Guest Column | November 6, 2017

How Millennials Are Driving Interest And Usage Of Virtual Care

By Lee Horner, Synzi

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According to a recent Pew Research Center survey of U.S. adults, millennials continue to lead other segments in their adoption and use of technology. For example, 92 percent of millennials own smartphones, compared with 85 percent of Gen Xers (those who turn ages 38 to 53 this year), 67 percent of baby boomers (ages 54 to 72) and 30 percent of the Silent Generation (ages 73 to 90). This analysis also indicated that almost all millennials (97 percent) use the internet. Twenty-eight percent of millennials are smartphone-only internet users, meaning they own a smartphone, but do not subscribe to traditional broadband service at home. Millennials are increasingly using these devices to access healthcare on their terms – when and where they need care the most. The technological capabilities and expectations of this tech-savvy generation are driving virtual care innovation and adoption.

As healthcare organizations increasingly focus on how to deliver care that meets the needs of this generation, they should keep in mind the following key considerations when embracing virtual care technology:

  • How high tech can deliver high touch care, especially for chronic conditions
  • How an organization’s IT infrastructure can keep up with millennials’ technological prowess
  • How providers can embrace convenient and flexible communication demanded by this generation
  • How the overall patient experience can be enhanced by a user-friendly app

How High Tech Can Deliver High Touch Care, Especially For Chronic Conditions

Millennials rely on technology to engage with others and “transact” – whether in financial services, ride-sharing, education, socializing, or entertainment. This generation of digital natives naturally turns to devices and “Dr. Google” for healthcare information. Healthcare organizations must embrace this reality – namely, that 45 percent of 18- to 29-year-olds have no primary care provider, compared with 28 percent of those 30 to 49, 18 percent of those 50 to 64, and 12 percent age 65 and older, according to a July 2018 study from the Kaiser Family Foundation. Due to their digital nomad behaviors, millennials with chronic conditions may shirk away from the traditional doctor-patient relationship. This can be concerning for those who are treating millennials affected by chronic conditions and seeking to provide these patients with much-needed ongoing and personalized care. To better engage this population subsegment, healthcare organizations can leverage the dynamic nature of video, email, text, and SMS in their patient engagement strategy. Similar to receiving email or text reminders to pay a bill online, millennials will appreciate receiving timely and thoughtful appointment reminders, medication updates, and healthcare messaging in a manner that reflects how and when they use technology in their daily lives. With a virtual care communication platform, organizations can deploy a high-tech – yet high-touch – care delivery method when treating these millennials.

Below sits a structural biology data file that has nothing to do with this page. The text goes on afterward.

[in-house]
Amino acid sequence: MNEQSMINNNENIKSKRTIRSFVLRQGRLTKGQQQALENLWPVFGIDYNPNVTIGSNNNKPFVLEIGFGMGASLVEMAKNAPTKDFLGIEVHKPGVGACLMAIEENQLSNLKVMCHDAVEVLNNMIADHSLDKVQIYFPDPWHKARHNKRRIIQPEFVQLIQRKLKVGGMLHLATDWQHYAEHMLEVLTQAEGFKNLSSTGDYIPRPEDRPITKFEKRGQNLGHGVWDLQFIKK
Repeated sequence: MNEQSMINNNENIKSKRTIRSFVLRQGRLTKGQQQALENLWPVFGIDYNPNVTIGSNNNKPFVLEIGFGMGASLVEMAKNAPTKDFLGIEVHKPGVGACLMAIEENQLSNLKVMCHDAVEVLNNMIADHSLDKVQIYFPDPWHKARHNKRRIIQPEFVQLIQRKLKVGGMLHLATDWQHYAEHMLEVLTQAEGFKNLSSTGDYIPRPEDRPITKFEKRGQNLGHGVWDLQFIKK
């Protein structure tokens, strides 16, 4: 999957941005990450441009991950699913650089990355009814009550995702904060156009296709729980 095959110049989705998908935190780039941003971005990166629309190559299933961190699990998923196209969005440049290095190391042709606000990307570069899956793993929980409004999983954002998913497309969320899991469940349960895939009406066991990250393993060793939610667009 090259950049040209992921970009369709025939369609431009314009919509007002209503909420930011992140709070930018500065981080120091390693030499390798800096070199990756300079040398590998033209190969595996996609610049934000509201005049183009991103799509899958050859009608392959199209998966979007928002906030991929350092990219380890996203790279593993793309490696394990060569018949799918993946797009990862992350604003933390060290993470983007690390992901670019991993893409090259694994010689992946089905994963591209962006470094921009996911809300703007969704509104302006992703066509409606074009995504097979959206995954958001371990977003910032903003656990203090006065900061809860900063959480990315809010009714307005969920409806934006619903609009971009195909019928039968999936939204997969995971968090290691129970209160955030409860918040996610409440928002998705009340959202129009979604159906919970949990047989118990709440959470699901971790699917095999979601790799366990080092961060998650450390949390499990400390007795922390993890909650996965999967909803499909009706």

How An Organization’s IT Infrastructure Can Keep Up With Millennials’ Technological Prowess